Do you remember the resolution to the government shutdown in October? Congress agreed to reopen and fund the government through January 15, 2014. Yes, all they really did was buy a 3-month extension on the deadline. Everyone seemed to be concerned that we were being set up for a repeat in January. After all, getting both parties to agree on anything significant seems to be an obsolete idea.
That’s why last night’s budget deal is so surprising. The deadline is still more than a month away, and the compromise didn’t require a lot of public bickering. Perhaps the nation’s displeasure with its elected officials is finally starting to sink in. Today’s Wall Street Journal includes the results of a recent poll reflecting Americans’ views on how well Congress is doing its job. A full 79% of the respondents claimed the performance and accomplishments of Congress are “below average” or “one of the worst.” This is a record negative response for a poll that began in 1990 and never had a negative reading above 55% until the past few years.
The primary goal of the new budget agreement is to avert another government shutdown and the uncertainty it creates. Major points include a $63 billion increase in defense and various domestic programs in 2014 and 2015. These increases are coupled with an $85 billion deficit reduction over 10 years. Both the House and Senate need to vote their approval before it becomes final, but given the modest line items in this agreement, most objections will likely be fleeting political photo-ops.
There are critics of the deal, and most of them are complaining about the lack of any real substance. However, agreement and compromise need to start somewhere, and this appears to be a step in that direction. The Fed holds its last FOMC meeting of the year next week. In the past, it has cited the lack of a budget deal as one of the reasons not to begin tapering its monthly bond purchases. The probability the Fed will announce the start of tapering next week has now increased.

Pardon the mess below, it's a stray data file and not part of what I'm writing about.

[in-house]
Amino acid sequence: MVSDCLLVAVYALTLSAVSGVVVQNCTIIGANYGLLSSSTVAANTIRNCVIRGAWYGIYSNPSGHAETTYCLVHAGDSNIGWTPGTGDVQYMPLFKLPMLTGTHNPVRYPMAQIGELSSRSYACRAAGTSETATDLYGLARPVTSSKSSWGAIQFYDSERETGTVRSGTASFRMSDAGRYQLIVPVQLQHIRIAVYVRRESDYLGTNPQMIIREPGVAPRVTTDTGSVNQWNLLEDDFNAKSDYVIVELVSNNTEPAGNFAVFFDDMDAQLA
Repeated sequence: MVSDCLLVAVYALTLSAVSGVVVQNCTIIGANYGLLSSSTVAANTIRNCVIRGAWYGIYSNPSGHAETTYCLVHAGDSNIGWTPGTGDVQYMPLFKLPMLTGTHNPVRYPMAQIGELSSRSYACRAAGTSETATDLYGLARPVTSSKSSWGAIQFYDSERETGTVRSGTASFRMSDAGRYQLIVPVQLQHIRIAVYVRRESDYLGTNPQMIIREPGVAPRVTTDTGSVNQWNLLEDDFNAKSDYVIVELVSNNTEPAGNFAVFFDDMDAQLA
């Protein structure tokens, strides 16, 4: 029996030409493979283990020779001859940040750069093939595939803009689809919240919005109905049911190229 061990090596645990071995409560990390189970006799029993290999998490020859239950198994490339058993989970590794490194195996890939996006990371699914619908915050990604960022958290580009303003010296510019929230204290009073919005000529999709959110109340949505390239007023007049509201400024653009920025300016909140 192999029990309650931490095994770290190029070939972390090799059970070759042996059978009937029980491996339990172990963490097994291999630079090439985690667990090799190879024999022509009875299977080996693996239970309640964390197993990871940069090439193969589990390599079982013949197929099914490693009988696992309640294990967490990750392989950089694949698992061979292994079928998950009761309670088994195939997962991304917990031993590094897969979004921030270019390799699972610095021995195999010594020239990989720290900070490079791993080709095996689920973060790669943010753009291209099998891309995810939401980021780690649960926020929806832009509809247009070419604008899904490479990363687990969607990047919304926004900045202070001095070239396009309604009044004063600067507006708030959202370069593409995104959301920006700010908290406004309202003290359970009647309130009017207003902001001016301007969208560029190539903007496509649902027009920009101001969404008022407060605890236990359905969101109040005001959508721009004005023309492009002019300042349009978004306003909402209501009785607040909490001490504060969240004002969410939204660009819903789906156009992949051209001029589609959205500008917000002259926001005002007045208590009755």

Technology takes over the leadership spot today, climbing up from its fourth place position of a week ago. Technology was at the bottom of the stack in late July as Apple (AAPL) was completing its bottoming process. Apple currently has about a 14% weighting in our Technology sector benchmark and therefore contributes significantly to its performance. Health Care continues to perform well although it had to relinquish its top spot and ease down to second place. Industrials and Consumer Discretionary were also pushed down a notch to make room for Technology’s ascent. These four constitute the upper tier of the Sector rankings. Financials, Materials, and Consumer Staples occupy the middle ground, as they did a week ago. The bottom four are separated into two groups – those clinging to positive momentum scores and those in negative territory. Real Estate posted a great one-week return, but it wasn’t enough to pull it out of last place.
The Style rankings are showing a large amount of compression this week with only eight points separating the strongest from the weakest. Compare this to the 40-point spread in the Sector rankings and 46-point span across the Global categories. Even though the compression is tight, the extremism pattern of the past few weeks remains in force. Micro Cap and Mega Cap, the two opposite extremes of the capitalization range are #1 and #2 in today’s rankings. Large Cap and Small Cap categories hold the next six places. Four of them have identical momentum scores, as does Mid Cap Growth, the strongest of the Mid Caps. With momentum showing so little variation across the categories, the relative rankings could easily be upended by next week.
China remains firmly entrenched at the top of the Global rankings. China ETFs came under selling pressure today, but it was not enough to alter their positive trend. The U.S. moved up a notch to second place despite weakness in the greenback, as a drop in the value of the dollar directly translates to additional gains for foreign-based securities. Europe was unable to keep pace with the U.S. this week and slipped to third. The next four categories are World Equity, the U.K., EAFE, and Japan. They keep their same relative ranking order although all gave up some momentum since our last update. Emerging Markets and Canada swapped places with Canada now in jeopardy of forfeiting its positive trend. Pacific ex-Japan and Latin America are still on the bottom, and both are in negative trends.